360° Analysis

Foreign Investment Potential in India


© Shutterstock

July 15, 2015 16:42 EDT

In this edition of The Interview, Fair Observer talks to Russell Stamets, a Delhi-based lawyer, author and business advisor.

Many foreign and domestic investors were jubilant when Narendra Modi became the new Indian prime minister in 2014. The upbeat market sentiment in India was expressed with a 27% rise in foreign direct investment (FDI) to $30.9 billion in fiscal year (FY) 2015. Foreign Institutional Investors (FII) have also poured money into India in FY 2015, with $17.9 billion specifically designated for Indian equities.

While the trend is positive, there are issues ranging from weak corporate earnings to high levels of non-performing assets (NPA) in banks—which is enough to cause jitters. Moreover, the government has come under scrutiny for trying to impose the minimum alternative tax (MAT), which could be applied retrospectively to firms; this could result in a large cost for companies and become a critical deterrent for foreign investment.

Nonetheless, the first year for the prime minister has resulted in a change of outlook. Modi garnered widespread interest for India with his extensive travels around the world, and he promised infrastructure investments to bolster the economy. According to a Times Now poll, 52% of the public believe that Modi has successfully tackled corruption, and 66% prefer him over his rival, Rahul Gandhi.

Modi is not without his detractors as many people at home and abroad have criticized the slow pace of reform. The above-mentioned poll found that 65% of the public noted the glacial pace of economic reform. The land acquisition bill (land bill) ordinance may allow India to unleash its potential, but it has met fierce resistance on account of the unfair treatment that farmers may face from corporations. The goods and services tax (GST) could finally pave the way for a proper tax regime between states and the central government. Investors are eagerly waiting for results on big issues such as the land bill and the GST. Modi says he does not want to disappoint.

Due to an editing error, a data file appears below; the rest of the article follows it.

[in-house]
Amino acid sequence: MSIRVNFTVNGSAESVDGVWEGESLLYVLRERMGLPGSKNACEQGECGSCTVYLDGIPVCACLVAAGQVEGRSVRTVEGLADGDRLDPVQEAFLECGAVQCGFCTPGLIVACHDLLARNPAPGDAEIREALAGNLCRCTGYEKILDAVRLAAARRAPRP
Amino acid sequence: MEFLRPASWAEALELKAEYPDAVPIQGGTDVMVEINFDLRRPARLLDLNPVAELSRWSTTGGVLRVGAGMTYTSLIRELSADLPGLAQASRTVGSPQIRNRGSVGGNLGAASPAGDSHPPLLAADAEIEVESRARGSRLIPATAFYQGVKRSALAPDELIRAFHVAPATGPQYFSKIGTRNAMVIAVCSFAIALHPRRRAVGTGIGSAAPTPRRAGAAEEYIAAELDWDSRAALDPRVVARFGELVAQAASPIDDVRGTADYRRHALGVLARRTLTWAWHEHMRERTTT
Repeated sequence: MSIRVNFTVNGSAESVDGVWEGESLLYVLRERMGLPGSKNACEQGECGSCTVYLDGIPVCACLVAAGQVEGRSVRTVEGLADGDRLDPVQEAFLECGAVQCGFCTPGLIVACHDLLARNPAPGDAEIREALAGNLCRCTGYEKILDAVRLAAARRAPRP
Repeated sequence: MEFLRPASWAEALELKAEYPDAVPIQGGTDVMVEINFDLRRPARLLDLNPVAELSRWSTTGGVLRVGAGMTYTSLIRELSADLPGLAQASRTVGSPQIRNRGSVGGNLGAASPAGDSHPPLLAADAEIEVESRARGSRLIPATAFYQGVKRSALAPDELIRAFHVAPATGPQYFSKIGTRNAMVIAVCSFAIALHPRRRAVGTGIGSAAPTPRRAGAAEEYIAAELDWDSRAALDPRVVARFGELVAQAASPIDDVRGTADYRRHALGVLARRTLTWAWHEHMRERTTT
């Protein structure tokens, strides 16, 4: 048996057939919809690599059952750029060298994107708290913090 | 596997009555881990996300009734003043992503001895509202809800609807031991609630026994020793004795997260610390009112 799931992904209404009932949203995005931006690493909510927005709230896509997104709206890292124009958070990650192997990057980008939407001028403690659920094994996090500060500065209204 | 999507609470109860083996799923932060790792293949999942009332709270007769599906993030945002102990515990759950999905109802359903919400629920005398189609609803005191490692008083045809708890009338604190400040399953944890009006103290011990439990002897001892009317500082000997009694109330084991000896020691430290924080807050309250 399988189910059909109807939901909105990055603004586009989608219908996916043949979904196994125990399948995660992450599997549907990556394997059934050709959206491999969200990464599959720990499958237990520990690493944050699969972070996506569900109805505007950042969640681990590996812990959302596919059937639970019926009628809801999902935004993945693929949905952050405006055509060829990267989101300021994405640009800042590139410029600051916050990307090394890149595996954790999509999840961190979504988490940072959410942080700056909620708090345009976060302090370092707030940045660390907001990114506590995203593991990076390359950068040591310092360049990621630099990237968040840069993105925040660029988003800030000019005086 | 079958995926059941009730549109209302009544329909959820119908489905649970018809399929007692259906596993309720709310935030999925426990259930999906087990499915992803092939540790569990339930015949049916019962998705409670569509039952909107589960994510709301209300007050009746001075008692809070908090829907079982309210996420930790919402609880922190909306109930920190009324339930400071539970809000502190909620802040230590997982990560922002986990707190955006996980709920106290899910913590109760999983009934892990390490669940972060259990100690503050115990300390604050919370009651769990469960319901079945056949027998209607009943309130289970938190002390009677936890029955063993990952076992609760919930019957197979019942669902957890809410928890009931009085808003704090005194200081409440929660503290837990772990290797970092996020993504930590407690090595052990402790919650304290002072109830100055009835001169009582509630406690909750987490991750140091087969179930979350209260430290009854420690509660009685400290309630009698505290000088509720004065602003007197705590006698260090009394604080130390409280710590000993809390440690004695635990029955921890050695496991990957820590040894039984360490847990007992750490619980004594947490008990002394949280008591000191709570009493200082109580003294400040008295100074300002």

In this edition of The Interview, Fair Observer speaks to Russell Stamets, a Delhi-based lawyer, author and business advisor, about foreign investment potential in India and how the government can entice others to invest in the country.

Daniel Currie: What do foreign investors look for before investing or building a business in India?

Russell Stamets: Investors do not look for anything different when analyzing India; they expect investment returns and strong growth. People look for growth potential before they invest in a business located in India. But investors look for the same set of metrics and fundamentals as they would do so in any other market, however, the expectations would vary depending on the market size.